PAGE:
For example, imagine you and your neighbors are hiding in a cellar from marauding enemy soldiers. Your baby starts to cry. If he continues, the soldiers will discover your hiding place and kill you all. The only way to save yourself and the others is to silence your baby — by smothering him to death. What do you do?

Clearly, you would feel intense emotions, and this shows on the brain scan. But you would also be forced to make a logical assessment of the situation, and this shows up on the brain scan too. Areas involved in abstract reasoning and those that process emotions light up.

Killing your baby or not, when you're hiding in the cellar so the soldiers won't find you, is not a "moral decision" — it is affected by your sense of morality, but the decision is also affected by your instinct for survival. The survival instinct dictates that you kill the baby; your morality (we hope!) dictates that you do not.

The fact that morality is involved in this decision, however, does not suggest that morality is a function of biological organisms. What is suggested by this study is that decision making is an inbuilt mental process, which has evolved to take into account many different factors. Once we evolved to the point where we indulged, as a community, in the practice of conceiving morality and moral behavior, we simply added that factor into the mix, so it is one of the factors we consider when making a decision.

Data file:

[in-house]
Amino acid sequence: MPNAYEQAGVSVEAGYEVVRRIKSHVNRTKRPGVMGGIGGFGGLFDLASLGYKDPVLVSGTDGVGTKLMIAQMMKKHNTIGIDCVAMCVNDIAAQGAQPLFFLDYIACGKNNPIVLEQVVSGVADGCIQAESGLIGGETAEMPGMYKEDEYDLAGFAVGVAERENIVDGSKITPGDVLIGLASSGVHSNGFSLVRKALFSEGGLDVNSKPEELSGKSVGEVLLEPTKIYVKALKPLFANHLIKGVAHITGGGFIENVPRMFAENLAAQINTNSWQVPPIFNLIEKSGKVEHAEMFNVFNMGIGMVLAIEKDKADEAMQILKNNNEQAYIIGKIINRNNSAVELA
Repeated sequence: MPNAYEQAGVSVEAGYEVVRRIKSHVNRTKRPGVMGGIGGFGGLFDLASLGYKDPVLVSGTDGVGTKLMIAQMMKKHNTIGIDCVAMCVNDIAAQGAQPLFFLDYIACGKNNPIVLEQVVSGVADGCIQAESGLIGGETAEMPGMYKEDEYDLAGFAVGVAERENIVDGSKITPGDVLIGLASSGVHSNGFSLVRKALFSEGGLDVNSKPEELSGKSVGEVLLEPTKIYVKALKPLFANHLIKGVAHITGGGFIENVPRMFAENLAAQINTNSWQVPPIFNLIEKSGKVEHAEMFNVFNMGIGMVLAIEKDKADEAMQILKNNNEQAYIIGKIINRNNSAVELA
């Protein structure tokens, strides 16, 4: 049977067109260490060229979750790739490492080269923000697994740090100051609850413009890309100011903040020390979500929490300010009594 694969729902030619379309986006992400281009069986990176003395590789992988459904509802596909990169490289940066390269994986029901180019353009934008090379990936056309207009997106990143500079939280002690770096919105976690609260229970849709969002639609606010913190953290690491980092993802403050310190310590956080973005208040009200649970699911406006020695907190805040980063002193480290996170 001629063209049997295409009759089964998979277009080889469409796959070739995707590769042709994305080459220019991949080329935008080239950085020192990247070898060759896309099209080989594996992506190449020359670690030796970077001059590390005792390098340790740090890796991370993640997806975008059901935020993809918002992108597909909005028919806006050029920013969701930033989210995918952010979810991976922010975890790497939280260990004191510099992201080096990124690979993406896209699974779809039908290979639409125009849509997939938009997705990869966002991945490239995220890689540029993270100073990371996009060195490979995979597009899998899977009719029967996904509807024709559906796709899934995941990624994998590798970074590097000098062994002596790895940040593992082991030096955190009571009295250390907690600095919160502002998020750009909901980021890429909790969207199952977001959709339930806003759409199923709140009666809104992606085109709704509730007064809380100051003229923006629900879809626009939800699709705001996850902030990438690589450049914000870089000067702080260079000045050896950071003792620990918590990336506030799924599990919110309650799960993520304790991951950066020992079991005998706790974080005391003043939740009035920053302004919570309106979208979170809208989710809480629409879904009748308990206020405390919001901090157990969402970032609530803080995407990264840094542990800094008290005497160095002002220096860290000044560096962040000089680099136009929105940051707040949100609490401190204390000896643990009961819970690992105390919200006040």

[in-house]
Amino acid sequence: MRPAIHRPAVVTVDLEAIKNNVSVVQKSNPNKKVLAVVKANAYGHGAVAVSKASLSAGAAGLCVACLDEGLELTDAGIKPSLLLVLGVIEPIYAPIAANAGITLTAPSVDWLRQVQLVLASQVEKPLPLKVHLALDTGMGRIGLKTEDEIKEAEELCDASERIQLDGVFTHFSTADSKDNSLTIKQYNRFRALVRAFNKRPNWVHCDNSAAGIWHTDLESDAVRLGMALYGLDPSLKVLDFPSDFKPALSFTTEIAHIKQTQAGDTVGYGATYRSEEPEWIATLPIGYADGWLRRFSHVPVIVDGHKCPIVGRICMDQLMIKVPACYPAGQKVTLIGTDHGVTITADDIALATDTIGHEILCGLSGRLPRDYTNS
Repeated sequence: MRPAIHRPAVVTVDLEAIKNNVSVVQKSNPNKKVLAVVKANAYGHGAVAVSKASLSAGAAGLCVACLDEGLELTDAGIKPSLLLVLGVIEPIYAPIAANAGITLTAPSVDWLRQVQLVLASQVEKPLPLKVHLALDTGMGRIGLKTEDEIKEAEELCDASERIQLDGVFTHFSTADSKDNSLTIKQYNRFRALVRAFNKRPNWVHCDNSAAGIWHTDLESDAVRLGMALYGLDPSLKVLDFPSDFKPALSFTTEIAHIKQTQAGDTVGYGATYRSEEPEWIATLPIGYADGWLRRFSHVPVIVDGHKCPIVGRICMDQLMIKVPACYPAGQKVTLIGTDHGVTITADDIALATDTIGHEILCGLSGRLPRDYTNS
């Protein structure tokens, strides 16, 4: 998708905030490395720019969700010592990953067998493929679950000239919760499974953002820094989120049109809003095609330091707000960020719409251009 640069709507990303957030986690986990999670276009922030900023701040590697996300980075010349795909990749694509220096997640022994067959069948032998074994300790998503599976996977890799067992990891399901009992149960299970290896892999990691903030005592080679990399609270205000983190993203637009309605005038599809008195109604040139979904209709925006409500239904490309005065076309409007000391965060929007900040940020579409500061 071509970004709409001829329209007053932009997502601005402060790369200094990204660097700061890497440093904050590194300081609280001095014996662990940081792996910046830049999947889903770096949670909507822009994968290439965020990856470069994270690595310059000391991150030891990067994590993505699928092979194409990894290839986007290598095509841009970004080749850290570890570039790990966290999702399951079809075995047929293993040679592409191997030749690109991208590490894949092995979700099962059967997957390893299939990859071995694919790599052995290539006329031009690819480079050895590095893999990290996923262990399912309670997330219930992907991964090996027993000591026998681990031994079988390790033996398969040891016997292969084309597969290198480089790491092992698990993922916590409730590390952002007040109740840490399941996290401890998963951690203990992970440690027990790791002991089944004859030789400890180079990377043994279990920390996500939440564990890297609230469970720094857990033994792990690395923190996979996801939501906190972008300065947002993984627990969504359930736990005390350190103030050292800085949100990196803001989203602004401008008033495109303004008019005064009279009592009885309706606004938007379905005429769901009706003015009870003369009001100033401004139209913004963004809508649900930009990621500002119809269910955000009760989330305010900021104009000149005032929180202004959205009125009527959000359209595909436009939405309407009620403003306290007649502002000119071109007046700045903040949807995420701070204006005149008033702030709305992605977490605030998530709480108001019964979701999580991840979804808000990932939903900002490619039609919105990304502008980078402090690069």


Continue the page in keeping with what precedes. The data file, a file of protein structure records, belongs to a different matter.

The only extent to which morality is biological is in the twin biological imperatives to: a) protect our genetic legacy; and b) protect our own existence. The concepts of cooperation and mutual benevolence simply aid us in achieving those goals. Our survival instinct and our drive to protect the genetic legacy are the only "biological basis" for morality — but morality also has a "societal basis" (which encourages cooperation) and a "psychological basis" (which encourages mutual benevolence).

People are having far too difficult a time defining "morality," and it leads even intelligent people to think that morality is anything other than a concept. Morality is not biological — even though it is influenced by our biological imperatives — and it is not an objective thing. It simply is whatever society as a whole decides it is. Frankly, it's a rather beautiful democratic process that results in a society's moral code and social mores; whereas some people feel the need to reduce it to a fascist dictatorship, with some magical invisible superhero in the sky dictating what is or is not moral. In an allegedly freedom-loving world, that's a rather discouraging thing to witness.

— • —
[  Filed under: % Religion  % Science & Technology  ]

Comments (4)

Anticultist, 2006.06.10 (Sat) 00:00 [Link] »

If morality is simply whatever society as a whole decides it is, then there should technically be no moral absolutes, i.e. nothing is can be considered as always right/wrong (what's right in one society may be wrong in another and vice versa).

If that's the case, then I'm trying to think of a hypothetical situation in which it might be considered a good thing to, say, molest, kill and cannibalize a child - 'cause I'm pretty sure that's always wrong, so that has to be a moral absolute. What do you think? Did I miss something?

The Two Percent Company, 2006.06.12 (Mon) 10:28 [Link] »